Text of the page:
Massive migration from the steppe is a source for Indo-European languages in Europe

I wouldn't read too much into the Late Bronze Age J2a1 sample from Hungary (c. 1200 BCE). The Indo-Europeans had been in the region for nearly 2000 years by then, and it could very well have been a foreigner or an assimilated person from a non-IE culture. After all three Unetice samples tested in this new study turned out to be assimilated local I2 lineages, not steppe lineages.

We are talking about one of the most unstable period in European and Near Eastern history here. Most East Mediterranean civilizations collapsed around 1200 BCE due to the mysterious Sea Peoples. Even the Haak el al. paper discussed here mentions that 1200 BCE is the turning point for the domination of Yamna-like admixture in central European graves. As I mentioned above, this also happen to correspond to the sudden adoption of cremation instead of kurgan/tumulus burial in central Europe for only one hundred years (Urnfield culture), before the traditional tumulus burial resumed with the Hallstatt culture.

No one knows precisely what cataclysmic events took place around 1200 BCE, but I would bet that this corresponds to an expansion of J2a people in the Eastern Mediterranean, and that the Sea Peoples were probably predominantly J2a people. After all, all the great ancient seafaring civilizations all presumably had high percentages of J2a, including the Phoenicians who just happen to emerge around 1200 BCE.

One hypothesis of mine is that the Sea Peoples were descended from the Minoan civilization, which had just collapsed c. 1450 BCE. The fall of the Minoan state might have led to Minoan people turning to piracy and raiding the coasts of the East Mediterranean, from Sardinia to the Levant. The Trojans, whose city had been destroyed by the Mycenaeans c. 1200 BCE, may well have been a mixture of R1b-L23 and J2a people, and Trojans who escaped may also have been among the Sea Peoples who sought revenge on Mycenaean Greece and caused its downfall less than 100 years later.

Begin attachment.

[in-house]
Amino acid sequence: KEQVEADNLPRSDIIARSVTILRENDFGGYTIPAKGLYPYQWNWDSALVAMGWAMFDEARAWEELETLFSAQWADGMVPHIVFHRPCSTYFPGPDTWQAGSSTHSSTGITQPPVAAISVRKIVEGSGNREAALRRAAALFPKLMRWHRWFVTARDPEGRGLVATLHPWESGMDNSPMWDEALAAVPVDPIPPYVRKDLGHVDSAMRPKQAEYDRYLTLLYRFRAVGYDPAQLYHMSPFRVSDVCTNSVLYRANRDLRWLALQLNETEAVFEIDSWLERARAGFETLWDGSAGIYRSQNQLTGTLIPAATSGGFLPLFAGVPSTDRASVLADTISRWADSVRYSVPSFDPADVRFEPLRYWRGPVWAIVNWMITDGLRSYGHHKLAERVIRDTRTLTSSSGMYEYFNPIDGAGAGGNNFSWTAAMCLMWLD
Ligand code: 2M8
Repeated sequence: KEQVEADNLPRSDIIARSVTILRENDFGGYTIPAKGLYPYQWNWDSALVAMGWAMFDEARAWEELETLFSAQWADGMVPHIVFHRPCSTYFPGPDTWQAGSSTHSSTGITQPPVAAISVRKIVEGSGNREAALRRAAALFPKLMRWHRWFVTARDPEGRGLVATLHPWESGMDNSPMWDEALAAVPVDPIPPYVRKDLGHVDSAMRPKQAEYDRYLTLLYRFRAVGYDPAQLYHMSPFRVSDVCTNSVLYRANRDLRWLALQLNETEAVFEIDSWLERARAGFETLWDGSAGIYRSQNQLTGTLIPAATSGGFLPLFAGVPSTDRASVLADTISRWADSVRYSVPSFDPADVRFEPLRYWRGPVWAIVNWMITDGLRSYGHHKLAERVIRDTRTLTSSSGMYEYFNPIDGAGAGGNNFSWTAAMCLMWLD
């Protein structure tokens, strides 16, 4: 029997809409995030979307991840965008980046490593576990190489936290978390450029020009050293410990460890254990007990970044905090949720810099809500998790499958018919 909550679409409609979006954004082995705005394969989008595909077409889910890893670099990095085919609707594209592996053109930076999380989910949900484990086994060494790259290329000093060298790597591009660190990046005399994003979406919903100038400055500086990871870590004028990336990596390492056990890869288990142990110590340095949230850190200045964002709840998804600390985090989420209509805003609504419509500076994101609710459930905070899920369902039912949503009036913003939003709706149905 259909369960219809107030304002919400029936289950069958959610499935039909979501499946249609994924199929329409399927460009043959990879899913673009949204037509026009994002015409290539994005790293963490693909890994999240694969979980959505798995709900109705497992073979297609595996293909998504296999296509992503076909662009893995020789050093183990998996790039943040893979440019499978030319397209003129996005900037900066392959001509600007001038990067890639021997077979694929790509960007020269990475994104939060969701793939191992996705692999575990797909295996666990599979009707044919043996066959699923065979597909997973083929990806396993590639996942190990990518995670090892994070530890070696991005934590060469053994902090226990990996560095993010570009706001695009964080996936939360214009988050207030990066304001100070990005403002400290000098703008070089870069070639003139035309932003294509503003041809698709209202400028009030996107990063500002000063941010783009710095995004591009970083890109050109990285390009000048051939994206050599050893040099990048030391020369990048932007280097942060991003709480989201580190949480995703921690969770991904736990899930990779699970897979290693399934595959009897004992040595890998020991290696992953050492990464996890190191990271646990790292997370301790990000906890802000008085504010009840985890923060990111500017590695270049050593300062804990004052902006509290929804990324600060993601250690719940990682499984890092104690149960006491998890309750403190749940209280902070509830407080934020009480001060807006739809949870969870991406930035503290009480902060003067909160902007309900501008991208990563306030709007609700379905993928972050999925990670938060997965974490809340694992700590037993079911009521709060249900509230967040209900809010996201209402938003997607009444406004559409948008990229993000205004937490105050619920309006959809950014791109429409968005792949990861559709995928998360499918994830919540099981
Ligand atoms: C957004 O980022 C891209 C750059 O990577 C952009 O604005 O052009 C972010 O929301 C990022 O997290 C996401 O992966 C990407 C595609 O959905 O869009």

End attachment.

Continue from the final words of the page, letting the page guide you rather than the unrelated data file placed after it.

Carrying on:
1200 BCE also coincides with the arrival of the Dorians in Greece, the Phrygians in western Anatolia and the Armenians in eastern Anatolia, who I think were all predominantly R1b-L23 tribes from the Balkans, with assimilated Neolithic lineages (E-V13, G2a, I2...). Their departure from the Balkans left place for a northward expansion of Greek lineages, among which J2a.

In such a context, it would be unreasonable to label a Hungarian J2a1 as necessarily Indo-European.

Mycenea also fell when the trojans fell.......they too can be sea peoples , even more so since identical burial mounds have been found in istria which are same as pellopenne mycenea.
As some state....are myceneans really greek or something else, is the Greek we know today only originate from dorians a NW greek people?

yes I believe R1b was hittitie and also hurrians ( NE of hittities ) with J2 and I
 
Sorry it's not bigger. However, I think it's worth giving it a look.

I think that these figures have to be unpacked a bit.

What has to be kept in mind is that the EHG figure includes WHG as well as ANE. That is partly why the WHG in modern Europeans in this paper is lower than the WHG in the prior Lazardis et al paper. For example, in this paper the Southwestern French, two-thirds (?) of the Spaniards, the Tuscans, and the Sicilians have 0% WHG, whereas in the prior paper, the Southwestern French were 20% WHG, the Tuscans were 14%, and the Spaniards were 7% WHG.